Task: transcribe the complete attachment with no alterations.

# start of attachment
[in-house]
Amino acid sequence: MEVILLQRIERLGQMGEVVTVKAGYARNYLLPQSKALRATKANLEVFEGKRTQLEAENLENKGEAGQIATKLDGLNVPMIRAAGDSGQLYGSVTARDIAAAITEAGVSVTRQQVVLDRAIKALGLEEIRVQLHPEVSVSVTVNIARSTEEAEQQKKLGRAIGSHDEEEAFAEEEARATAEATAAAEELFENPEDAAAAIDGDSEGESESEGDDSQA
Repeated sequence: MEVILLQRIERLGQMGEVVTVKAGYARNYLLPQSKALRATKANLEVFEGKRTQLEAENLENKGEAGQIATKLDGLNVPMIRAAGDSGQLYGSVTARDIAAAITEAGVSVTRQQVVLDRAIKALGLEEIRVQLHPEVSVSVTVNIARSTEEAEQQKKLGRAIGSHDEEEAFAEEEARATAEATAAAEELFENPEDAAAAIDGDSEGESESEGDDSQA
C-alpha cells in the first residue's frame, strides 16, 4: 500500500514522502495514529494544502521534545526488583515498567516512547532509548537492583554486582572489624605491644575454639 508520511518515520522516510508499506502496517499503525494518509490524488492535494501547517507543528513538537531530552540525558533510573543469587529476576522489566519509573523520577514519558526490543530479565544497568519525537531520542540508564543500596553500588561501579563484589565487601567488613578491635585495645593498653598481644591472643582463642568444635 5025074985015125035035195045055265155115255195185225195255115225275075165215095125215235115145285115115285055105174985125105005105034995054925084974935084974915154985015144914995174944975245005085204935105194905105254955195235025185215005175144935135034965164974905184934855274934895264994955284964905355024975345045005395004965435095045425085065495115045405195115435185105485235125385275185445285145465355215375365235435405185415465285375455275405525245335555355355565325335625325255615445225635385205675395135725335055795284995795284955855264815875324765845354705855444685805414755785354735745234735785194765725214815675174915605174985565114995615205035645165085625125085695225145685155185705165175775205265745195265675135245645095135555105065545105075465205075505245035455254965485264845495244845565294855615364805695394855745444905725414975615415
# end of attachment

[in-house]
Amino acid sequence: MEVILLQRIERLGQMGEVVTVKAGYARNYLLPQSKALRATKANLEVFEGKRTQLEAENLENKGEAGQIATKLDGLNVPMIRAAGDSGQLYGSVTARDIAAAITEAGVSVTRQQVVLDRAIKALGLEEIRVQLHPEVSVSVTVNIARSTEEAEQQKKLGRAIGSHDEEEAFAEEEARATAEATAAAEELFENPEDAAAAIDGDSEGESESEGDDSQA
Repeated sequence: MEVILLQRIERLGQMGEVVTVKAGYARNYLLPQSKALRATKANLEVFEGKRTQLEAENLENKGEAGQIATKLDGLNVPMIRAAGDSGQLYGSVTARDIAAAITEAGVSVTRQQVVLDRAIKALGLEEIRVQLHPEVSVSVTVNIARSTEEAEQQKKLGRAIGSHDEEEAFAEEEARATAEATAAAEELFENPEDAAAAIDGDSEGESESEGDDSQA
C-alpha cells in the first residue's frame, strides 16, 4: 500500500514522502495514529494544502521534545526488583515498567516512547532509548537492583554486582572489624605491644575454639 508520511518515520522516510508499506502496517499503525494518509490524488492535494501547517507543528513538537531530552540525558533510573543469587529476576522489566519509573523520577514519558526490543530479565544497568519525537531520542540508564543500596553500588561501579563484589565487601567488613578491635585495645593498653598481644591472643582463642568444635 5025074985015125035035195045055265155115255195185225195255115225275075165215095125215235115145285115115285055105174985125105005105034995054925084974935084974915154985015144914995174944975245005085204935105194905105254955195235025185215005175144935135034965164974905184934855274934895264994955284964905355024975345045005395004965435095045425085065495115045405195115435185105485235125385275185445285145465355215375365235435405185415465285375455275405525245335555355355565325335625325255615445225635385205675395135725335055795284995795284955855264815875324765845354705855444685805414755785354735745234735785194765725214815675174915605174985565114995615205035645165085625125085695225145685155185705165175775205265745195265675135245645095135555105065545105075465205075505245035455254965485264845495244845565294855615364805695394855745444905725414975615415